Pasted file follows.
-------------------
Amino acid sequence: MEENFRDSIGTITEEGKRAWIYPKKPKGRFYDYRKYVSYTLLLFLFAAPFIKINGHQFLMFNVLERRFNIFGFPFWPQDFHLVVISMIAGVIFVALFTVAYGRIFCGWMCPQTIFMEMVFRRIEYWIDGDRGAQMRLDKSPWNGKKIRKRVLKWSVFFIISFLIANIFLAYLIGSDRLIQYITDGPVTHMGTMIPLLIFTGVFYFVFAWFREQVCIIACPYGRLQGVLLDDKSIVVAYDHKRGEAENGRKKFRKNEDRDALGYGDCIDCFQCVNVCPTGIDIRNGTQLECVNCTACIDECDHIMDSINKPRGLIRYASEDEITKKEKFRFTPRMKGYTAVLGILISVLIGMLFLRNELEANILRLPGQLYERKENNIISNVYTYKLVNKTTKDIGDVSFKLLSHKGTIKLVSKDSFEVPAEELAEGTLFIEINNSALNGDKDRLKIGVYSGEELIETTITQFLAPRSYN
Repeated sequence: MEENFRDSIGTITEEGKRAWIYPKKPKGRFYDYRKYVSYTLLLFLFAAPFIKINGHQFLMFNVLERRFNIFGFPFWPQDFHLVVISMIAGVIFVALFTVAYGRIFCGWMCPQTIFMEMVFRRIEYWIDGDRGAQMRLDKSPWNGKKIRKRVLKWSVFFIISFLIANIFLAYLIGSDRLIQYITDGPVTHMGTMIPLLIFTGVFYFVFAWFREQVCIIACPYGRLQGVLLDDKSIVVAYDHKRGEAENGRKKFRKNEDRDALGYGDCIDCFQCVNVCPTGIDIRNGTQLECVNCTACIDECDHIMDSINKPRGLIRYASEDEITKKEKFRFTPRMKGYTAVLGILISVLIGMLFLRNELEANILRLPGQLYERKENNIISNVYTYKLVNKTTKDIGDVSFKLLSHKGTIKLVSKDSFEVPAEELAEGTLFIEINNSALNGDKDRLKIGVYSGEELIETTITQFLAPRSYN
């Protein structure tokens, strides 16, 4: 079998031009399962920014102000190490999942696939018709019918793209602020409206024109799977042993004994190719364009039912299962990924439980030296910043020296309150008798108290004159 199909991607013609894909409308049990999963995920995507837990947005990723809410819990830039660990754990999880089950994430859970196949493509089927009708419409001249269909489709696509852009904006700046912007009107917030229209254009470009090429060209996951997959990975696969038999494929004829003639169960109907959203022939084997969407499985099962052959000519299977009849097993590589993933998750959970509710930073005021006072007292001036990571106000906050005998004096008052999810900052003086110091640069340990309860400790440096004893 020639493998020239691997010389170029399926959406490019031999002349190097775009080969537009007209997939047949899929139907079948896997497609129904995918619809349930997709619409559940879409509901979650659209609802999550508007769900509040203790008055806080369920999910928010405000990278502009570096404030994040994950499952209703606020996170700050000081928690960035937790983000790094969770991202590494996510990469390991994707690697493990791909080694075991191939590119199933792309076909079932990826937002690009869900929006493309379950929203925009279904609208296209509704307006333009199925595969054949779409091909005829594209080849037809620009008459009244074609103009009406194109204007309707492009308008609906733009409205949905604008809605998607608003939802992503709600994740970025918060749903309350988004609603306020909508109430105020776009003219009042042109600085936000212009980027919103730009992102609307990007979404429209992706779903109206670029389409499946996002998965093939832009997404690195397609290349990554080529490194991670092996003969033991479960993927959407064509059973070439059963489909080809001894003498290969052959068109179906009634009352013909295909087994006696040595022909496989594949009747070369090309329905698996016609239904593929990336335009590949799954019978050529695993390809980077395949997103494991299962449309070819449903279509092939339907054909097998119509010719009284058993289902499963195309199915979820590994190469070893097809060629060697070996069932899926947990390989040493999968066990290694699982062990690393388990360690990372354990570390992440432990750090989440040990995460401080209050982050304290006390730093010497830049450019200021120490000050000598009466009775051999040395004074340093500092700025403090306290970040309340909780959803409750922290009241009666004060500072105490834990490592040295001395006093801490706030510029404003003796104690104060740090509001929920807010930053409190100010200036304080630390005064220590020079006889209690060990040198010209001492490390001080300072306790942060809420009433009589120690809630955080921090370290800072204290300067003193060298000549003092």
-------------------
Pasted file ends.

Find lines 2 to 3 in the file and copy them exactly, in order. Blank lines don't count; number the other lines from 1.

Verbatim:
Repeated sequence: MEENFRDSIGTITEEGKRAWIYPKKPKGRFYDYRKYVSYTLLLFLFAAPFIKINGHQFLMFNVLERRFNIFGFPFWPQDFHLVVISMIAGVIFVALFTVAYGRIFCGWMCPQTIFMEMVFRRIEYWIDGDRGAQMRLDKSPWNGKKIRKRVLKWSVFFIISFLIANIFLAYLIGSDRLIQYITDGPVTHMGTMIPLLIFTGVFYFVFAWFREQVCIIACPYGRLQGVLLDDKSIVVAYDHKRGEAENGRKKFRKNEDRDALGYGDCIDCFQCVNVCPTGIDIRNGTQLECVNCTACIDECDHIMDSINKPRGLIRYASEDEITKKEKFRFTPRMKGYTAVLGILISVLIGMLFLRNELEANILRLPGQLYERKENNIISNVYTYKLVNKTTKDIGDVSFKLLSHKGTIKLVSKDSFEVPAEELAEGTLFIEINNSALNGDKDRLKIGVYSGEELIETTITQFLAPRSYN
């Protein structure tokens, strides 16, 4: 079998031009399962920014102000190490999942696939018709019918793209602020409206024109799977042993004994190719364009039912299962990924439980030296910043020296309150008798108290004159 199909991607013609894909409308049990999963995920995507837990947005990723809410819990830039660990754990999880089950994430859970196949493509089927009708419409001249269909489709696509852009904006700046912007009107917030229209254009470009090429060209996951997959990975696969038999494929004829003639169960109907959203022939084997969407499985099962052959000519299977009849097993590589993933998750959970509710930073005021006072007292001036990571106000906050005998004096008052999810900052003086110091640069340990309860400790440096004893 020639493998020239691997010389170029399926959406490019031999002349190097775009080969537009007209997939047949899929139907079948896997497609129904995918619809349930997709619409559940879409509901979650659209609802999550508007769900509040203790008055806080369920999910928010405000990278502009570096404030994040994950499952209703606020996170700050000081928690960035937790983000790094969770991202590494996510990469390991994707690697493990791909080694075991191939590119199933792309076909079932990826937002690009869900929006493309379950929203925009279904609208296209509704307006333009199925595969054949779409091909005829594209080849037809620009008459009244074609103009009406194109204007309707492009308008609906733009409205949905604008809605998607608003939802992503709600994740970025918060749903309350988004609603306020909508109430105020776009003219009042042109600085936000212009980027919103730009992102609307990007979404429209992706779903109206670029389409499946996002998965093939832009997404690195397609290349990554080529490194991670092996003969033991479960993927959407064509059973070439059963489909080809001894003498290969052959068109179906009634009352013909295909087994006696040595022909496989594949009747070369090309329905698996016609239904593929990336335009590949799954019978050529695993390809980077395949997103494991299962449309070819449903279509092939339907054909097998119509010719009284058993289902499963195309199915979820590994190469070893097809060629060697070996069932899926947990390989040493999968066990290694699982062990690393388990360690990372354990570390992440432990750090989440040990995460401080209050982050304290006390730093010497830049450019200021120490000050000598009466009775051999040395004074340093500092700025403090306290970040309340909780959803409750922290009241009666004060500072105490834990490592040295001395006093801490706030510029404003003796104690104060740090509001929920807010930053409190100010200036304080630390005064220590020079006889209690060990040198010209001492490390001080300072306790942060809420009433009589120690809630955080921090370290800072204290300067003193060298000549003092």